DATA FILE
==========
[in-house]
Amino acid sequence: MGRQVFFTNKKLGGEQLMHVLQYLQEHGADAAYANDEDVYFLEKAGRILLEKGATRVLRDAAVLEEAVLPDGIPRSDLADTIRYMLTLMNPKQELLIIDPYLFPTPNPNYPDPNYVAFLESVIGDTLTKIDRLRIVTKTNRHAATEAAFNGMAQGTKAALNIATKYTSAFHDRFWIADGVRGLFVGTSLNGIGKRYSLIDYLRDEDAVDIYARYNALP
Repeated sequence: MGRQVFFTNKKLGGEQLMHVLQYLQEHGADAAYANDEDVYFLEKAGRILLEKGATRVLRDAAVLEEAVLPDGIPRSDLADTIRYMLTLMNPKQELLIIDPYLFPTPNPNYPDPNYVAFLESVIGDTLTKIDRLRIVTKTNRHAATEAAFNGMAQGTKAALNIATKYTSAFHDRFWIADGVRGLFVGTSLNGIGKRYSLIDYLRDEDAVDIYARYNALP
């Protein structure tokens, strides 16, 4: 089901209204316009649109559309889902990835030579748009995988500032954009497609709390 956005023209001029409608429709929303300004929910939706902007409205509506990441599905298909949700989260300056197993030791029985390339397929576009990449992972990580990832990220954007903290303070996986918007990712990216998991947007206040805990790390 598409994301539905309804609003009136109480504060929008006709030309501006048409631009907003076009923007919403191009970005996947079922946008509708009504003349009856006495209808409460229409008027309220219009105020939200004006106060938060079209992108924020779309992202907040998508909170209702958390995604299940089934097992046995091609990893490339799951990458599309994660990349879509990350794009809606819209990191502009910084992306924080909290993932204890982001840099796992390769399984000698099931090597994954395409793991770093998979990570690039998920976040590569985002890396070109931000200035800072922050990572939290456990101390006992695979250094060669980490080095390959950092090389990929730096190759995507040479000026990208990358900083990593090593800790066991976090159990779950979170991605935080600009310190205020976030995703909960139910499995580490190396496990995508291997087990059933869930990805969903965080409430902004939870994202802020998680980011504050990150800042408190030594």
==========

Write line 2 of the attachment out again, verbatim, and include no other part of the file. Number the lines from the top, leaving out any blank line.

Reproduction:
Amino acid sequence: MGRQVFFTNKKLGGEQLMHVLQYLQEHGADAAYANDEDVYFLEKAGRILLEKGATRVLRDAAVLEEAVLPDGIPRSDLADTIRYMLTLMNPKQELLIIDPYLFPTPNPNYPDPNYVAFLESVIGDTLTKIDRLRIVTKTNRHAATEAAFNGMAQGTKAALNIATKYTSAFHDRFWIADGVRGLFVGTSLNGIGKRYSLIDYLRDEDAVDIYARYNALP